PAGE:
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The Apartment

The best writer of the 20th century wasn’t Earnest Hemmingway or John Steinbeck or Kurt Vonnegut. It was Billy Wilder. When Oscar nominations came out, nearly every year Wilder’s name was on the list, and his name was in the envelope on Oscar night several times as well, for best screenplay, best director, and twice for best picture. We turn our attention now to one of those two winners, 1960’s The Apartment.

Jack Lemmon plays C. C. Baxter, and insurance company employee who works his way up the corporate ladder by letting his superiors borrow his apartment for trysts. Things get complicated when the big boss weasels his way in on the action, and get even more complicated when Baxter finds out the woman Mr. Sheldrake is hooking up with is the very same elevator operator Baxter has a crush on, Miss Kubelik, played by Shirley MacLaine. Sheldrake’s constant promises to leave his wife prove to be false, and after a tough holiday office party, result in Miss Kubelik trying to kill herself. Baxter nurses her back to health and as a reward is promoted to Assistant Director. Though Baxter puts on a brave face, telling Miss Kubelik "Mr. Sheldrake wasn’t using me, I was using him," his promotion means little without her, so he quits. And after Sheldrake finally does leave his wife and prepares for a life with Miss Kubelik, she decides that Baxter is the one she needs to be with.

Wilder could do comedy, drama, romance, noir, and just about anything else, and his comedic chops are in full swing here. You get the physical comedy of Baxter straining spaghetti with a tennis racket ("you should see me serve the meatballs") plus the conceptual comedy of the neighbors thinking the womanizing and boozing was all Baxter, instead of his guests. There are even the recurring jokes, like Baxter’s guest describing their dates, then Baxter overhearing the date tell her side of it to one of her friends. This is one you don’t pick up on the first viewing, but it is quite funny. Also funny is the companywide habit of adding "wise" to every word, cresting with one executive’s memo "Premium-wise and billing-wise we are 18% ahead of last year, October-wise."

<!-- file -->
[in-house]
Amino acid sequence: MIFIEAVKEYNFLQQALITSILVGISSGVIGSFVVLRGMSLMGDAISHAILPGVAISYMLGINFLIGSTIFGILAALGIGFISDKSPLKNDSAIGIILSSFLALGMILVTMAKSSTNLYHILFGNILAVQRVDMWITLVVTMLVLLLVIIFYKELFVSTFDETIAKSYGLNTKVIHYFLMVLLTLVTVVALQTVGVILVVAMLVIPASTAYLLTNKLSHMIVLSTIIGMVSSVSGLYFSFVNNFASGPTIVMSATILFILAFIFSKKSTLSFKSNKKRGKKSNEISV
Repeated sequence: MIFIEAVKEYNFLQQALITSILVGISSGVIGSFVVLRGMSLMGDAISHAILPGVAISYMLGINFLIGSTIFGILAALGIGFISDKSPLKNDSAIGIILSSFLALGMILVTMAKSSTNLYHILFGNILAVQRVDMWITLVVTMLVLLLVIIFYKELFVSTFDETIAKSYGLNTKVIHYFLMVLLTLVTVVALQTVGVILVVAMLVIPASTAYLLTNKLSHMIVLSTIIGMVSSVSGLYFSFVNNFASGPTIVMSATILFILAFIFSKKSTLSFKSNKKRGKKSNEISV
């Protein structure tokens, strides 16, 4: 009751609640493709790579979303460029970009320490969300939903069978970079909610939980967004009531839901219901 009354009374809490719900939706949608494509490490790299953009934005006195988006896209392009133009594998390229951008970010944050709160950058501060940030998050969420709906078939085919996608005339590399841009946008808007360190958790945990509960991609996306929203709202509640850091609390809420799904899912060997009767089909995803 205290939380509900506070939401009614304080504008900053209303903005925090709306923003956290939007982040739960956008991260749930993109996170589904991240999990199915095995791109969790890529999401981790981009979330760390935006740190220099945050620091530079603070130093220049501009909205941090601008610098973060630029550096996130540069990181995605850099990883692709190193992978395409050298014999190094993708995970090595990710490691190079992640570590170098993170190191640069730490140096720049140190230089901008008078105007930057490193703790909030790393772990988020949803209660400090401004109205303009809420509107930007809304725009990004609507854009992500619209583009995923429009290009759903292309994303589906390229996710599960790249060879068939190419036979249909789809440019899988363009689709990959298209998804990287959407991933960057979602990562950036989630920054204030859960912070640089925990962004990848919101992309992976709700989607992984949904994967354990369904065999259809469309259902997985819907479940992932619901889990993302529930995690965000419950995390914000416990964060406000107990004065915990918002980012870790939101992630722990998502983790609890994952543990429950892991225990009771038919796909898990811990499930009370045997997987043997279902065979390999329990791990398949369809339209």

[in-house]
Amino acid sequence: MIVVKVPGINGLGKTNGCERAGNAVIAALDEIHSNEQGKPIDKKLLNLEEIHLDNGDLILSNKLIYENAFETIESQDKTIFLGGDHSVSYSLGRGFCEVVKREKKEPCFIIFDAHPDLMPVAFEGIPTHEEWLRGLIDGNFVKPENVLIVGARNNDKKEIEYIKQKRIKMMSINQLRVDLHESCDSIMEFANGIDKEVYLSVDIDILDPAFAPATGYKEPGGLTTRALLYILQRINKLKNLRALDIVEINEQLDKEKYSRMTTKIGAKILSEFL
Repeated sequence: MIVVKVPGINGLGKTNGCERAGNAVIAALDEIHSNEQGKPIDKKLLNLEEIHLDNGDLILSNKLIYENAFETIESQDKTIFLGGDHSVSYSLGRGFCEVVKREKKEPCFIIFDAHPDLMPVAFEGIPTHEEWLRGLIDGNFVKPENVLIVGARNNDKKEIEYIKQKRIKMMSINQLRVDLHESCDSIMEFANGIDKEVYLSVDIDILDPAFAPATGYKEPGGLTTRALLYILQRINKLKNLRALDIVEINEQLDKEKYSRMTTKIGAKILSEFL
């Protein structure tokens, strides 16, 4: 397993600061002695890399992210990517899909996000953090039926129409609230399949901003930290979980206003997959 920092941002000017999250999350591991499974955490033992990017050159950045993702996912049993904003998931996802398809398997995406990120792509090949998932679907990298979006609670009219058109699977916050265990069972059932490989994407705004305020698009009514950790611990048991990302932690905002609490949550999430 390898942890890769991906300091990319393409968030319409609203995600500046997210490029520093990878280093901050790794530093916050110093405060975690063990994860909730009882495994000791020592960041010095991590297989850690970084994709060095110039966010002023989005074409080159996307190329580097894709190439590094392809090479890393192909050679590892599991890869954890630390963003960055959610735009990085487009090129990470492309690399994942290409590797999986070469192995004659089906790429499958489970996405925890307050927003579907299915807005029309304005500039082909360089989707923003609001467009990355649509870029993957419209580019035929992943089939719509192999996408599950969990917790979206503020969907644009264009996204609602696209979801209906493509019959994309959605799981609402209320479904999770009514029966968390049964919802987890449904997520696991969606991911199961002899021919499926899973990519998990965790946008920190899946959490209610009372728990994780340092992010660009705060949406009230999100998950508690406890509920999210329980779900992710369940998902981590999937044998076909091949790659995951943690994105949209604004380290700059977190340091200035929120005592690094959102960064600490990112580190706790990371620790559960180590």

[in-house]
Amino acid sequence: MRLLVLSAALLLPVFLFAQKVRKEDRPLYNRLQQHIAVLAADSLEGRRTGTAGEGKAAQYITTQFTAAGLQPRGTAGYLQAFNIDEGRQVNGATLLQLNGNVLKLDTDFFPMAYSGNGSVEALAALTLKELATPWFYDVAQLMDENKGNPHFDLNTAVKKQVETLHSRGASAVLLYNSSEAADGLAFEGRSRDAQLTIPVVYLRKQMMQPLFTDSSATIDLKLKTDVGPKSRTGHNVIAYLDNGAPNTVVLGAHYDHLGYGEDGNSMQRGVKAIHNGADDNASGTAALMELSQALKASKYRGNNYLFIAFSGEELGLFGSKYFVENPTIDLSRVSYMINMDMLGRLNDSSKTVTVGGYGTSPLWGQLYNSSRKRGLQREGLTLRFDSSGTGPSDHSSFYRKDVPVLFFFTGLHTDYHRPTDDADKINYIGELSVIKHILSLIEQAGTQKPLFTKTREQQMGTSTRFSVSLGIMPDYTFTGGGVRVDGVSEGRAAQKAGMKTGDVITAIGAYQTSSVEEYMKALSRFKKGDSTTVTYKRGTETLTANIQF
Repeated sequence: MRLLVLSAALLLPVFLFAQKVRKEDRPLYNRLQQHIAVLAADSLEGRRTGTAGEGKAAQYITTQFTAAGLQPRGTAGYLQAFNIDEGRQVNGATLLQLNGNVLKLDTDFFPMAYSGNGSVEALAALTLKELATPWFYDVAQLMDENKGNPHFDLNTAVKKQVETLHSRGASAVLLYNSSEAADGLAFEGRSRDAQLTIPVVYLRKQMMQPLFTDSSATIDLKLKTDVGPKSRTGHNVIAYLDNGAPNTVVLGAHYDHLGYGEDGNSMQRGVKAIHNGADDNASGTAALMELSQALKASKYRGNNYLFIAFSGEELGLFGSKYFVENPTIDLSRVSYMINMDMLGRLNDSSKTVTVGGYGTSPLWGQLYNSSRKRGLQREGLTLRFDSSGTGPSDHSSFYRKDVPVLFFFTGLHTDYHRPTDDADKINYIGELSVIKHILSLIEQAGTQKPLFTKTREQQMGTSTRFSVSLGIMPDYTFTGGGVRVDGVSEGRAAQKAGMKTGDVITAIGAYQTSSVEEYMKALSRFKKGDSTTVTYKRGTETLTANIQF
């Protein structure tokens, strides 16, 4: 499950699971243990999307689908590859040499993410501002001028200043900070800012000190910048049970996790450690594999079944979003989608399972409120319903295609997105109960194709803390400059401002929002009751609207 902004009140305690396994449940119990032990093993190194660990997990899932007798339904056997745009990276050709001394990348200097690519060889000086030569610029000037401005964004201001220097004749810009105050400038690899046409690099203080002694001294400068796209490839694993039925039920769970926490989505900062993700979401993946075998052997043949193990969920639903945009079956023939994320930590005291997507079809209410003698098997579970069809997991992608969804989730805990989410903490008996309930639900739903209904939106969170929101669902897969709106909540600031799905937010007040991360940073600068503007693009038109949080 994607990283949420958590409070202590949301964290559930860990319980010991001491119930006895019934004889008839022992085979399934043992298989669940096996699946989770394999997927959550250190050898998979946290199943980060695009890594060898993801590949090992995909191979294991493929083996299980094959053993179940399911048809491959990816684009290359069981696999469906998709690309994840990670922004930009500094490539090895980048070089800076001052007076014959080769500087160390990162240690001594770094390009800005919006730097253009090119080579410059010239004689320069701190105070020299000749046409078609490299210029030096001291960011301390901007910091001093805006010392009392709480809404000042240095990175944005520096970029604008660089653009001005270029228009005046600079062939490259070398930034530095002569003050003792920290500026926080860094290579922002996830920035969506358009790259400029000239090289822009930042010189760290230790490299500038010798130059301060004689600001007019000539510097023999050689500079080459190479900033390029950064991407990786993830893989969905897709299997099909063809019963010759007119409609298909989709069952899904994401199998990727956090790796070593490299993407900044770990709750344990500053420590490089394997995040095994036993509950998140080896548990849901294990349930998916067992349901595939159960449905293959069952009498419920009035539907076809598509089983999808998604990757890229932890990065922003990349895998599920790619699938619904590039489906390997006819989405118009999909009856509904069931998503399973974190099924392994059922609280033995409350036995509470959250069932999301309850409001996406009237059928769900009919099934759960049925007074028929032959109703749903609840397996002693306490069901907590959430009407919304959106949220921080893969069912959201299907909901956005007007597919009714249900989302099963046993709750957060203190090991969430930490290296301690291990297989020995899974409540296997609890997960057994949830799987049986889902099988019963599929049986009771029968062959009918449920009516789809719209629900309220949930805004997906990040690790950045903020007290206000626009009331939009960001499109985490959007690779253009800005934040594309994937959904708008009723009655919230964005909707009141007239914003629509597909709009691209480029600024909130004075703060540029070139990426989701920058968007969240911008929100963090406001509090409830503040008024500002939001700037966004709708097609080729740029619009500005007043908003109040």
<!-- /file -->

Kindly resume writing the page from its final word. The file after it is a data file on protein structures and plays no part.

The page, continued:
Fred MacMurray, one year shy of becoming a sitcom dad on My Three Sons, reunites with Wilder for the first time since Double Indemnity, and is wonderfully sleazy as Sheldrake. Meanwhile MacLaine and Lemmon are wonderful in the leads and Jack Kruschen does well in a limited role as Baxter’s neighbor and conscience.

After eight months of watching one epic after another that beat a sweet little romantic comedy on Oscar night, it fills my jaded heart with a small amount of joy to see that once upon a time the tables got turned. You know what else was up for the big prize that year? The Alamo, staring John Wayne as Davey Crockett which no one remembers. Not many even remembered it at the time, it made a whopping $2 million at the box office, exactly one-sixth its budget. Spartacus was also released in 1960, and perhaps we owe Ben Hur a debt of gratitude for winning the previous year, thus turning the voters off of even nominating Spartacus, but I have enough faith that The Apartment would have won anyway. Others not nominated, but very deserving were Magnificent Seven (which is good, but not as good as Shichinin no Samurai), Inherit the Wind and Psycho, and let it be known that in the best director category, Wilder beat Alfred Hitchcock head-to-head. Among the movies that should not have been ever made, Glen Ford’s remake of the 1931 best picture winner Cimarron, thus becoming Hollywood’s first remake that shouldn’t have been made of a movie that shouldn’t have been made.

Nothing in there is good enough to beat out The Apartment. Sure, Psycho is good, and gave birth to an entire genre, but it isn’t Hitchcock’s best. The Apartment may not even be Wilder’s best (Some Like it Hot is, in my opinion, though Wilder may not have agreed due to his intense hatred for Norma Jean) but it is one of the better romantic comedies of all time.


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